William Rufus grew jealous of the power of his great vassal, and besieged him in his Castle of Tynemouth. When De Mowbray found that further defence of the castle would be impossible, he fled to Barnborough. It also was besieged, and De Mowbray was flying again from thence to join his allies at Newcastle, when, finding that he was pursued, and unable to escape from his adversaries, he turned back to Tynemouth and took sanctuary in the church. But Rufus cared nothing for sanctuary. De Mowbray was forcibly dragged from it, and remained a captive till the death of Rufus and the accession of Henry I. set him free. But then he was an old man, blind, and weary of the world. He entered his beloved abbey of St. Albans and took the vows, remaining there for the rest of his life, "the world forgetting, by the world forgot." In 1106 the refounder of Tynemouth Priory died and was buried in St. Alban's Abbey.
The priory prospered till the evil days of Henry VIII. came, and the brethren of Tynemouth assembled in their Chapter House to execute the enforced deed of surrender of their noble priory. On January 12, 1539, the monastery was given up to the Crown by Robert Blakeney, the last prior, and eighteen monks. The common seal, a beautiful work of ancient art, was broken; the plate and jewels were taken for the king. The movable property was sold, the monastic buildings dismantled, the church and the prior's house only were preserved, the former as the parish church, the latter as a residence for the purchaser of the demesne. The six bells, whose sound had so often floated over the sea and cheered the seaman's heart with the thought of home, were taken down and shipped to London. The lead was torn from the roofs.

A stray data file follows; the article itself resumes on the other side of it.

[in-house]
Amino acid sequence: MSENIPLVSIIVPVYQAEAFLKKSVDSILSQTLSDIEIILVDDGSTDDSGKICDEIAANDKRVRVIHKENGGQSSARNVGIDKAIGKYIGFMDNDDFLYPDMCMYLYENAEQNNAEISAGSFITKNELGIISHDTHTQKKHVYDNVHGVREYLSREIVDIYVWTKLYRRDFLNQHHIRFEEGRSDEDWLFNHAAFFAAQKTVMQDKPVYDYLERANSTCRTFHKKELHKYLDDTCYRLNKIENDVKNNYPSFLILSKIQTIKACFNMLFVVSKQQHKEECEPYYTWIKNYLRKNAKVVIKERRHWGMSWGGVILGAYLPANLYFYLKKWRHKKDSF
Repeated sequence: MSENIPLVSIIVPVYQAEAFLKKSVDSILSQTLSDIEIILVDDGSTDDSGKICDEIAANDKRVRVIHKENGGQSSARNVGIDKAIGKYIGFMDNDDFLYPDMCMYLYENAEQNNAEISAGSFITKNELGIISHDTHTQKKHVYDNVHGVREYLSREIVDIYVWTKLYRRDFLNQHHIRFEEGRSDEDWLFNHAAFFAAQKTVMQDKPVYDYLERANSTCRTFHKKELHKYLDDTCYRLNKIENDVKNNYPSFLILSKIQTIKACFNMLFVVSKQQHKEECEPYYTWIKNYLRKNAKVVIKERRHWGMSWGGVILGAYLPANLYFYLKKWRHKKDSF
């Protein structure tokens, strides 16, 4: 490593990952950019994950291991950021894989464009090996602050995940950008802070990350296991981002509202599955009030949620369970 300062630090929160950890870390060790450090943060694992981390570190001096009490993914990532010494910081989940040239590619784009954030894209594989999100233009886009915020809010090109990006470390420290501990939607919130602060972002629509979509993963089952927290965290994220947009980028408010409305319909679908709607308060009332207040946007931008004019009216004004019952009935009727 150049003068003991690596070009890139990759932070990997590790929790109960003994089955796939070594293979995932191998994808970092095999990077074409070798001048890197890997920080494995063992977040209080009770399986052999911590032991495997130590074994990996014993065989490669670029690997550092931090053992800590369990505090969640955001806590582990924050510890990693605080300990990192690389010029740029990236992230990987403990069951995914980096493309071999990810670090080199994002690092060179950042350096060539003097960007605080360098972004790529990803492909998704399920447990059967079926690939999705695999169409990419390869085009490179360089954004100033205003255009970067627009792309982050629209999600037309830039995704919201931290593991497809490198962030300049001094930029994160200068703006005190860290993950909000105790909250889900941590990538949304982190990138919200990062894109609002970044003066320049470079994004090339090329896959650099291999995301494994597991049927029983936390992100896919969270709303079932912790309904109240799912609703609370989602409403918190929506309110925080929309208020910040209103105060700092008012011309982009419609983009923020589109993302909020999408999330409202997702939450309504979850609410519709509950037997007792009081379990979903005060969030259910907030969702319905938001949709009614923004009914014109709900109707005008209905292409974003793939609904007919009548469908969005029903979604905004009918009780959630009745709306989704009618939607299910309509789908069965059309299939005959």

The church plate seized by the king's visitors weighed, in gold 62 ounces, in silver 1827 ounces.
A manuscript once belonging to the priory, the book of St. Oswin, is now in the British Museum.
A lighthouse supplies the place of the beacon of Tynemouth Priory.
This line of coast has been delightfully described by Scott in "Marmion," in his voyage of the nuns of Whitby northwards: